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LOCARNO 2021 Out of Competition

Review: Rampart


- Marko Grba Singh's first feature is an intricate and often exhilarating auto-biographical documentary based on old home videos from the 1999 NATO bombing of Serbia

Review: Rampart

Serbian director Marko Grba Singh is already an established presence on the festival circuit, with his short films having screened at Visions du Reel, FID Marseille and Cannes. Now his first feature-length documentary, Rampart [+see also:
film profile
, has world-premiered out of competition at Locarno and went on to Dokufest Prizren to win the Best Balkan Newcomer Award.

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In 2019, the director's family sold their apartment in Belgrade, and he felt the need to document it in some way. He went back with a camera and a sound recorder, filming the spaces they used to inhabit. There he found a box full of VHS tapes, and among them several containing materials from the spring of 1999, when Serbia was bombed by NATO and the director was 11 years old.

Therefore Rampart, with its title based on a recurring, frightening dream he used to have, consists of two main layers. The first is the footage of the empty apartment: bare walls and tiles, old, wooden parquet, which Grba Singh films in semi-darkness and silence, that is, the "sound" silence produces when it is recorded. These images have the nebulous quality of a dream, especially when counterpointed with the very present, very concrete and immediate VHS footage from 1999.

In it, we see a lively extended family with grandpa, who is usually operating the camera, commenting on their activities in a much less redundant way than what is typical for home videos: he is not describing what can be seen in the shot anyway, but rather asking very sensible questions, joking and reflecting on their situation. Whether it is the few weeks before the bombing starts, when they are playing basketball in the yard, or little Marko is playing with his pet hamsters and a dog, or they are finishing building a hut just days before bombs hit the city, or when the NATO campaign actually starts.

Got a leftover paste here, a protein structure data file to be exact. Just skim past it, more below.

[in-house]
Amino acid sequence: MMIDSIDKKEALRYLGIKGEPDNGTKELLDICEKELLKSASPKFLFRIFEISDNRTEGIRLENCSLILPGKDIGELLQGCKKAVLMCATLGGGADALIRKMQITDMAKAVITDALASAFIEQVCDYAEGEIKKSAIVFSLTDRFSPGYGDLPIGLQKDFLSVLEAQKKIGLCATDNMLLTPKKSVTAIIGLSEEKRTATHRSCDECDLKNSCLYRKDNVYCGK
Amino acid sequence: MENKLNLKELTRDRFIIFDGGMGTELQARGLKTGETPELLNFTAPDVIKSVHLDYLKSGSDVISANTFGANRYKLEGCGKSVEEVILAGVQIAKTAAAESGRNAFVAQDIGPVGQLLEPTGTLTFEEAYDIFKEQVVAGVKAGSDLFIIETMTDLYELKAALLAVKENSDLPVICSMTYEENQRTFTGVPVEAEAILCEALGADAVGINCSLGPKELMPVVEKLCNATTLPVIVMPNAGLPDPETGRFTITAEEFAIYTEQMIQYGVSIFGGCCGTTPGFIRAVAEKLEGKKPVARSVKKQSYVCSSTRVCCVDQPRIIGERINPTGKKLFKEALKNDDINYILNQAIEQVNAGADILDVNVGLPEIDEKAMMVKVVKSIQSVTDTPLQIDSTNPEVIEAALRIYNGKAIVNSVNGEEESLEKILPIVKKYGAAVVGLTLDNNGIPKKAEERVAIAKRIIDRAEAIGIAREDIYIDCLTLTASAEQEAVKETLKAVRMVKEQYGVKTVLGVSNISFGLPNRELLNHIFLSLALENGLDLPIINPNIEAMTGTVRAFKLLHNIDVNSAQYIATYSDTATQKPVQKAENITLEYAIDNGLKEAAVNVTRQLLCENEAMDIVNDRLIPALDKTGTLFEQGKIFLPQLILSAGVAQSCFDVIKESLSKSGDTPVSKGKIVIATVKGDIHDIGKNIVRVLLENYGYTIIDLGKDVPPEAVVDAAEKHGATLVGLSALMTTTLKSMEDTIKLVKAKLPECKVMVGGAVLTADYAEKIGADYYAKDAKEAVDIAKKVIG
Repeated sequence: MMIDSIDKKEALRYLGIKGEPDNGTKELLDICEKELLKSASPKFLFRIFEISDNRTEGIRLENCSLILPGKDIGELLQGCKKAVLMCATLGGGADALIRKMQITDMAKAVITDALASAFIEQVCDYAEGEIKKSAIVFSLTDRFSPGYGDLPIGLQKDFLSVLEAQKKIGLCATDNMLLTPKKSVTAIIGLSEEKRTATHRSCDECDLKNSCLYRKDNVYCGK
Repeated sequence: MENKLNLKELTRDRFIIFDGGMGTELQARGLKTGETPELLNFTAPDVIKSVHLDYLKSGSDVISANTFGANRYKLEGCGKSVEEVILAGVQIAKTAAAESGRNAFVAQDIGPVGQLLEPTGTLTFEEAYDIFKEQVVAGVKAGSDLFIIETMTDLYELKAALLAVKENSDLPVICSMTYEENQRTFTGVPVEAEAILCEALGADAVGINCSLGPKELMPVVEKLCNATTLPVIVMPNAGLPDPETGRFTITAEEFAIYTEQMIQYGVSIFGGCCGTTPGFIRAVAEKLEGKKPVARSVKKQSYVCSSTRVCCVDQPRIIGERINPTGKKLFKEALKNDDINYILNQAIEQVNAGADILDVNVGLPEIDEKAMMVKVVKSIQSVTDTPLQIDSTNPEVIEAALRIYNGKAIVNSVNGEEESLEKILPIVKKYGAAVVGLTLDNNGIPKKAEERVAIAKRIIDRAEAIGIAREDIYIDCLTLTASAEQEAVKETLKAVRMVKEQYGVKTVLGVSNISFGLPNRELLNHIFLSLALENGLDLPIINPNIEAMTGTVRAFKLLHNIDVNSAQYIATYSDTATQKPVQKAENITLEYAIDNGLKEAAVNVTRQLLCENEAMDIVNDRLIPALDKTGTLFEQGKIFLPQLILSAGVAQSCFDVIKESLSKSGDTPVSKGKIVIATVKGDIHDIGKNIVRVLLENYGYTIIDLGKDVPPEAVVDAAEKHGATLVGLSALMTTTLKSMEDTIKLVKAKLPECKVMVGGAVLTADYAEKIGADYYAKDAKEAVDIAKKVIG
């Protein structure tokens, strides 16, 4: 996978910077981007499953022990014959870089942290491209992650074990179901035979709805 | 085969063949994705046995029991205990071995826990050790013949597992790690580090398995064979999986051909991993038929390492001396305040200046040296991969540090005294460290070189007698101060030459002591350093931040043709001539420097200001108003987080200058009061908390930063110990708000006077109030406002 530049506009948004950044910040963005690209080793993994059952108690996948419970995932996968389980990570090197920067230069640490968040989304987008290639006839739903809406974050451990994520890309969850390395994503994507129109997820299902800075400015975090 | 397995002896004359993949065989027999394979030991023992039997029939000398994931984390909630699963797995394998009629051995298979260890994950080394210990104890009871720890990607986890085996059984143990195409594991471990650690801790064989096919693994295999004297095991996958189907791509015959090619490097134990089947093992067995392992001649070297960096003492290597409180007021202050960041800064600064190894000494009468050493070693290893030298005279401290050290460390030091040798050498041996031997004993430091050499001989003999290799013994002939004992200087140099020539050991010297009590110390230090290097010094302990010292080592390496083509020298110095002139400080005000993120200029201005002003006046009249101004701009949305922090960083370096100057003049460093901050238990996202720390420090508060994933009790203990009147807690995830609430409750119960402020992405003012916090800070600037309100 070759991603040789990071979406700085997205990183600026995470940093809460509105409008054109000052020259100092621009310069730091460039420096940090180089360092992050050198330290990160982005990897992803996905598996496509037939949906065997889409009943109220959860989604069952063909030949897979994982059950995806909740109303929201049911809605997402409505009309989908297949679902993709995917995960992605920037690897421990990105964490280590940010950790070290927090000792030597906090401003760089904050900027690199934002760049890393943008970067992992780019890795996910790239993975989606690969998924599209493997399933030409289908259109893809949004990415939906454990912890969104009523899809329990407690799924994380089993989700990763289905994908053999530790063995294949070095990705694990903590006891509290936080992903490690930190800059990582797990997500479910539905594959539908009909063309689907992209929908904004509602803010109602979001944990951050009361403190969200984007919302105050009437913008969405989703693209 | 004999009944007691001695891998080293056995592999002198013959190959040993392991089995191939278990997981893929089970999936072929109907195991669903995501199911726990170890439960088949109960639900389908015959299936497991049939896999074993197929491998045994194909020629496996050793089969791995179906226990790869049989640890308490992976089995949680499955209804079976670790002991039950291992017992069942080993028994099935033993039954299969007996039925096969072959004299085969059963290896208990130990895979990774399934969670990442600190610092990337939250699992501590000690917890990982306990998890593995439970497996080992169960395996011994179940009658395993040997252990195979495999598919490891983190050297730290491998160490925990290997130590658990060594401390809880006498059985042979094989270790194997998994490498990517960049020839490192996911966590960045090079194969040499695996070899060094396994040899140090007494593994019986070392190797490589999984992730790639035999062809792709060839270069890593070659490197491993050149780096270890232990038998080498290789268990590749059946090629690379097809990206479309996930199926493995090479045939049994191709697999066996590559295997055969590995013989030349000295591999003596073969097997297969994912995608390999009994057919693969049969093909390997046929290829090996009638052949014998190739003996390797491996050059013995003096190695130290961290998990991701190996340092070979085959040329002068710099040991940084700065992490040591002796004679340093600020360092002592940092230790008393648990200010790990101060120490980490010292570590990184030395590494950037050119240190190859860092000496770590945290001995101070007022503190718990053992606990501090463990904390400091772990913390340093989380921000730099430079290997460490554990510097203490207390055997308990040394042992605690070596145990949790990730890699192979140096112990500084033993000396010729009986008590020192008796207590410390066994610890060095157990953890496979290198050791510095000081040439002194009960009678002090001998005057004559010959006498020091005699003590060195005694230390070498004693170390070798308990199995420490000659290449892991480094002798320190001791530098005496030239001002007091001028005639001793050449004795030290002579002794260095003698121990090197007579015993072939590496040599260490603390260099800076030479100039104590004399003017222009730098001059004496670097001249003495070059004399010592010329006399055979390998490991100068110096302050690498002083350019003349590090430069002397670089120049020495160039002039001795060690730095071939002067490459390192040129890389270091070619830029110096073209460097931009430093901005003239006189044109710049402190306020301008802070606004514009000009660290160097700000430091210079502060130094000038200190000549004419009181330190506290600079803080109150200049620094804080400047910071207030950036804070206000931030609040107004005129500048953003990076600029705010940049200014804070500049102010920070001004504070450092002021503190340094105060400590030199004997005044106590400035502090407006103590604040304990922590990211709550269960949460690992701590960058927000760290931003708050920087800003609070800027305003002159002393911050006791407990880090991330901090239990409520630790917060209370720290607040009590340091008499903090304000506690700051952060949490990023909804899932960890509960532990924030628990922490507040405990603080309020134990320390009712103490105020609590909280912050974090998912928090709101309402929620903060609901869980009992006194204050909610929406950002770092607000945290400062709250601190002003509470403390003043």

There is no panic when this happens, the adults send kids to the basement but they still stay reasonable and calm, even though fear in Mom's eyes, as she passes by the camera, is unmistakeable. Grandpa also films explosions in the distance, again with quite a different narration than almost any other home video from the era, in which people mostly curse the American sons of bitches. Thoughtful and analytical, he provides a snapshot of a certain era and a particular historic period, and of a certain, civic slice of Serbian population.

In Rampart, Grba Singh uses his trademark subtle, intricate approach in a film that deals with intimate, auto-biographical themes, which makes it uniquely authentic, quietly emotional and beautifully exhilarating at the same time. In addition, an almost psychedelic segment in which a rugged Belgrade cityscape smoothly and slowly transitions into a landscape a video game, calls back to the dream he describes in a narrative title at the beginning of the film. This gives the documentary another layer that is hard to name or pinpoint, but which is undeniably there, floating around the viewer's mind much like the director is wandering through the physically empty apartment full of old memories and ghosts of a presence.

Rampart was produced by Serbia's Nanslafu Films and the Portuguese company Kino Rebelde has the international rights.

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